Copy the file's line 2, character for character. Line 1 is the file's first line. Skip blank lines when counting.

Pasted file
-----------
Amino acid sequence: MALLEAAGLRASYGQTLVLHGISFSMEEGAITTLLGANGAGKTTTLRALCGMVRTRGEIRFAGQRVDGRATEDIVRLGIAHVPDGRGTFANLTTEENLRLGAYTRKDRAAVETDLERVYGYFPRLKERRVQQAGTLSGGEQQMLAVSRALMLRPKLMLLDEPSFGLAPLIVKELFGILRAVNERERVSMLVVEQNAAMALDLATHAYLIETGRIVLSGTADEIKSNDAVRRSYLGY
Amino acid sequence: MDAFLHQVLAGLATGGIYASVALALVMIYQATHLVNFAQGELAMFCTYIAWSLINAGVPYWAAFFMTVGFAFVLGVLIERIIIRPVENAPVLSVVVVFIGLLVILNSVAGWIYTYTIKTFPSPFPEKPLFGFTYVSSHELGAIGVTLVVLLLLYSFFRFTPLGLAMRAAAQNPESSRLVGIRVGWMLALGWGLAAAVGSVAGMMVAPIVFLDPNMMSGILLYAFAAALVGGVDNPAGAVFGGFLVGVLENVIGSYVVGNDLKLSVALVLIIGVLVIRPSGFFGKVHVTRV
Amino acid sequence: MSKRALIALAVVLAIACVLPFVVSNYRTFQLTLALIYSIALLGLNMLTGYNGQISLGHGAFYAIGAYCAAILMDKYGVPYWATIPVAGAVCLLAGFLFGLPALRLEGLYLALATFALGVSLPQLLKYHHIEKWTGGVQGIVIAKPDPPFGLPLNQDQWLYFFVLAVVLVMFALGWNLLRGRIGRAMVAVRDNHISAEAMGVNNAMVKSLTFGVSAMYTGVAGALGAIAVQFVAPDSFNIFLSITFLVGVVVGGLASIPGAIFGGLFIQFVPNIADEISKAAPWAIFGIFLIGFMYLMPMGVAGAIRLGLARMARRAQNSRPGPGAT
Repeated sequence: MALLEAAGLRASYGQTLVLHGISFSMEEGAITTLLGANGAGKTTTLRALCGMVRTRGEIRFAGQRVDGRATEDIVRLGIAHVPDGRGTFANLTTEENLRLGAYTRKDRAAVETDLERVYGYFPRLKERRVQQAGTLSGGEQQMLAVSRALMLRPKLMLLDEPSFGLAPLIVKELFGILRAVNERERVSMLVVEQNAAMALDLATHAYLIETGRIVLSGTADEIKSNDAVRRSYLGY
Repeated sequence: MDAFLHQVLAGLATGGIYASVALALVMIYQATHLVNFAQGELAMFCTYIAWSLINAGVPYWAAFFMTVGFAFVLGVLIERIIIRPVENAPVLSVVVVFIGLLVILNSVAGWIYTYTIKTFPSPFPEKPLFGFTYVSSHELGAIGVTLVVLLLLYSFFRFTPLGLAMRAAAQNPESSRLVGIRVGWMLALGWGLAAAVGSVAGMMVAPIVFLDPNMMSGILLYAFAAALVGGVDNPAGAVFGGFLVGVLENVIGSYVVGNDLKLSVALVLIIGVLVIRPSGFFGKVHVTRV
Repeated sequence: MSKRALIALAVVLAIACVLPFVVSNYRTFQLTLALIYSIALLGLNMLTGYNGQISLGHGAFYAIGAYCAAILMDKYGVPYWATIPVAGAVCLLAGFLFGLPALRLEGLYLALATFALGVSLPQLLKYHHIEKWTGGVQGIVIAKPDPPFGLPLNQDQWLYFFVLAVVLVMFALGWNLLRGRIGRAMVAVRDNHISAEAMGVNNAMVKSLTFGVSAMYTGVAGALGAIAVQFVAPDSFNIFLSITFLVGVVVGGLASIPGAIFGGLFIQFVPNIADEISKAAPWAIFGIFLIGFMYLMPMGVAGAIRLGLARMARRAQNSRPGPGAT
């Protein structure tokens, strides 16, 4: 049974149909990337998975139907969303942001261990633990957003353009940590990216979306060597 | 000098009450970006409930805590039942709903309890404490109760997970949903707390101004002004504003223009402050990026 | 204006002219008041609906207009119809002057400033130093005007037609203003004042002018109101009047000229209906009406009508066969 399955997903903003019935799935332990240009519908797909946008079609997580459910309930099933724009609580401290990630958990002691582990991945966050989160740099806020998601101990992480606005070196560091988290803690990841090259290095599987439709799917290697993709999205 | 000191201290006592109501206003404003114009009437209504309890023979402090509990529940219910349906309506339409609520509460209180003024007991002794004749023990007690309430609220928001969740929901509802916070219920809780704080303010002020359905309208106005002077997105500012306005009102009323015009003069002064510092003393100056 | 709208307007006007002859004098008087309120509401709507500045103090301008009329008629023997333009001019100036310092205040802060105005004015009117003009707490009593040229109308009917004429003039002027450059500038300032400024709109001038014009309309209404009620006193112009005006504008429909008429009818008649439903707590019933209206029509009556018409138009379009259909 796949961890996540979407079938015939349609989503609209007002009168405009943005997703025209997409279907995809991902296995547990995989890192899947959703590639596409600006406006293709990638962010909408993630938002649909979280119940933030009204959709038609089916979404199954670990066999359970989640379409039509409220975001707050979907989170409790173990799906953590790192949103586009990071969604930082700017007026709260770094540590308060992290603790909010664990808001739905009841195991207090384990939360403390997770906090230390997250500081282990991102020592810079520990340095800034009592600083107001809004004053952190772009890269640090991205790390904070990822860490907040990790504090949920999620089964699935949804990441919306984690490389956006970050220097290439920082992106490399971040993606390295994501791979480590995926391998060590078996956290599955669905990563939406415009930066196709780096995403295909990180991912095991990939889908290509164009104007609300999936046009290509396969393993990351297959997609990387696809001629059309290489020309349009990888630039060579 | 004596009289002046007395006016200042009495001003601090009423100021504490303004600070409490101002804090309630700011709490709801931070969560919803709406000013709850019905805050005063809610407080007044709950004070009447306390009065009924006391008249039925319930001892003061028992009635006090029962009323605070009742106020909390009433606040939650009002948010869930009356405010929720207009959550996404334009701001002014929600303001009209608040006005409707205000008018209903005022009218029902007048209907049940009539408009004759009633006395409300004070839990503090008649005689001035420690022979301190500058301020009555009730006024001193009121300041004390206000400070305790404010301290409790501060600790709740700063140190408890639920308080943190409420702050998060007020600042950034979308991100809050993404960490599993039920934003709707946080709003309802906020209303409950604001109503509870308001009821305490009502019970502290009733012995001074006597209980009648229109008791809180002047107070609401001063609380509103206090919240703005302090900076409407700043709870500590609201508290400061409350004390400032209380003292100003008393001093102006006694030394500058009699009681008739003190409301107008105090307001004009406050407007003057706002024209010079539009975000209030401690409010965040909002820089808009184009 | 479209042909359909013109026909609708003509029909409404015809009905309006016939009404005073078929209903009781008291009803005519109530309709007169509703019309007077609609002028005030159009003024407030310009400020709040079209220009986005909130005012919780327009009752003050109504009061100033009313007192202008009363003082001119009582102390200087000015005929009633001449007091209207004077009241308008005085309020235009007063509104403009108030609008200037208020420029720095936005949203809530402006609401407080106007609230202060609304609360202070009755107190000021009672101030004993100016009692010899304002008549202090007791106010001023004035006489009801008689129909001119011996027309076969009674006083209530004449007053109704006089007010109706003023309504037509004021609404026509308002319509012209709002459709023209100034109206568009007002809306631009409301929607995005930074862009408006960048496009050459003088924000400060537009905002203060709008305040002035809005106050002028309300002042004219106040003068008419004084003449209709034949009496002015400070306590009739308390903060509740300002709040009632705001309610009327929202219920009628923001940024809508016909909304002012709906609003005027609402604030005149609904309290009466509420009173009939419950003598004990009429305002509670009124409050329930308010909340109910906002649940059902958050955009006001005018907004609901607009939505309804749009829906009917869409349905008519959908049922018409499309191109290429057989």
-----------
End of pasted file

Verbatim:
Amino acid sequence: MDAFLHQVLAGLATGGIYASVALALVMIYQATHLVNFAQGELAMFCTYIAWSLINAGVPYWAAFFMTVGFAFVLGVLIERIIIRPVENAPVLSVVVVFIGLLVILNSVAGWIYTYTIKTFPSPFPEKPLFGFTYVSSHELGAIGVTLVVLLLLYSFFRFTPLGLAMRAAAQNPESSRLVGIRVGWMLALGWGLAAAVGSVAGMMVAPIVFLDPNMMSGILLYAFAAALVGGVDNPAGAVFGGFLVGVLENVIGSYVVGNDLKLSVALVLIIGVLVIRPSGFFGKVHVTRV